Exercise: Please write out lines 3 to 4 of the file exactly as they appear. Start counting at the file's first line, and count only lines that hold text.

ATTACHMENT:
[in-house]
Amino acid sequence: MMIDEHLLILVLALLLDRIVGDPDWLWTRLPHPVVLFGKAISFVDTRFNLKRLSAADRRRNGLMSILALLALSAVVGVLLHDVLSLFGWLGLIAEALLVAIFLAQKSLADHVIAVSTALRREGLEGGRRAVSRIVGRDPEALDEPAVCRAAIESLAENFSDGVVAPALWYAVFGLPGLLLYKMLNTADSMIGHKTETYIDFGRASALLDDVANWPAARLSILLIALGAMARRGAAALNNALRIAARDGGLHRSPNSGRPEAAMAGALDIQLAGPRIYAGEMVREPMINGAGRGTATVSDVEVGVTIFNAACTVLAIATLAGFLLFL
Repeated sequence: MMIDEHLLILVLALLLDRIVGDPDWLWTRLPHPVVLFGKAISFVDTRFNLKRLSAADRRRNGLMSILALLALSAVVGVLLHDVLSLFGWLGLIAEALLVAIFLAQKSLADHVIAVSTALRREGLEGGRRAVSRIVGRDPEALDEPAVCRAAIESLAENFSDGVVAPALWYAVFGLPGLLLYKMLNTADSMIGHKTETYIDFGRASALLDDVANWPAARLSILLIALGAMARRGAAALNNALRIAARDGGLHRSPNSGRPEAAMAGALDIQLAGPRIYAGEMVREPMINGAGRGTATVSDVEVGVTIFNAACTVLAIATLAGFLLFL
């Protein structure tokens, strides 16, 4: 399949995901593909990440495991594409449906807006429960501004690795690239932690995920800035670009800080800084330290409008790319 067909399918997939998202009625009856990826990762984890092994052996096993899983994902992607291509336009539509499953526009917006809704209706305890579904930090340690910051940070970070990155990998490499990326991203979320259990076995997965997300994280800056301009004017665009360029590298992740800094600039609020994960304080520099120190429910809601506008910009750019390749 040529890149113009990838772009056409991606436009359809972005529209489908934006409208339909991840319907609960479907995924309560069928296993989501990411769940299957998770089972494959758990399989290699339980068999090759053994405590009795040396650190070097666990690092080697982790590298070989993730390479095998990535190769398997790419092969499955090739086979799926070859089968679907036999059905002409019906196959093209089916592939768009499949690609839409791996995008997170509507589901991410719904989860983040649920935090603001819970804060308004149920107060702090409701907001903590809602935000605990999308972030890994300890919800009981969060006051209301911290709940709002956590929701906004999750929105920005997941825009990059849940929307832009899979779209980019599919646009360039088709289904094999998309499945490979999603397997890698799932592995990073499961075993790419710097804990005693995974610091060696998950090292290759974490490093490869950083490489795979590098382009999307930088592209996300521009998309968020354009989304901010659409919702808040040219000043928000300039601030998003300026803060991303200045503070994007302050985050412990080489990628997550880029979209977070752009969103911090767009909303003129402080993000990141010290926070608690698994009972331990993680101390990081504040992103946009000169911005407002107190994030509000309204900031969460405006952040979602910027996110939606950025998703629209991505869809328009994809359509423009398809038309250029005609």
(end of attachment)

Repeated sequence: MMIDEHLLILVLALLLDRIVGDPDWLWTRLPHPVVLFGKAISFVDTRFNLKRLSAADRRRNGLMSILALLALSAVVGVLLHDVLSLFGWLGLIAEALLVAIFLAQKSLADHVIAVSTALRREGLEGGRRAVSRIVGRDPEALDEPAVCRAAIESLAENFSDGVVAPALWYAVFGLPGLLLYKMLNTADSMIGHKTETYIDFGRASALLDDVANWPAARLSILLIALGAMARRGAAALNNALRIAARDGGLHRSPNSGRPEAAMAGALDIQLAGPRIYAGEMVREPMINGAGRGTATVSDVEVGVTIFNAACTVLAIATLAGFLLFL
């Protein structure tokens, strides 16, 4: 399949995901593909990440495991594409449906807006429960501004690795690239932690995920800035670009800080800084330290409008790319 067909399918997939998202009625009856990826990762984890092994052996096993899983994902992607291509336009539509499953526009917006809704209706305890579904930090340690910051940070970070990155990998490499990326991203979320259990076995997965997300994280800056301009004017665009360029590298992740800094600039609020994960304080520099120190429910809601506008910009750019390749 040529890149113009990838772009056409991606436009359809972005529209489908934006409208339909991840319907609960479907995924309560069928296993989501990411769940299957998770089972494959758990399989290699339980068999090759053994405590009795040396650190070097666990690092080697982790590298070989993730390479095998990535190769398997790419092969499955090739086979799926070859089968679907036999059905002409019906196959093209089916592939768009499949690609839409791996995008997170509507589901991410719904989860983040649920935090603001819970804060308004149920107060702090409701907001903590809602935000605990999308972030890994300890919800009981969060006051209301911290709940709002956590929701906004999750929105920005997941825009990059849940929307832009899979779209980019599919646009360039088709289904094999998309499945490979999603397997890698799932592995990073499961075993790419710097804990005693995974610091060696998950090292290759974490490093490869950083490489795979590098382009999307930088592209996300521009998309968020354009989304901010659409919702808040040219000043928000300039601030998003300026803060991303200045503070994007302050985050412990080489990628997550880029979209977070752009969103911090767009909303003129402080993000990141010290926070608690698994009972331990993680101390990081504040992103946009000169911005407002107190994030509000309204900031969460405006952040979602910027996110939606950025998703629209991505869809328009994809359509423009398809038309250029005609």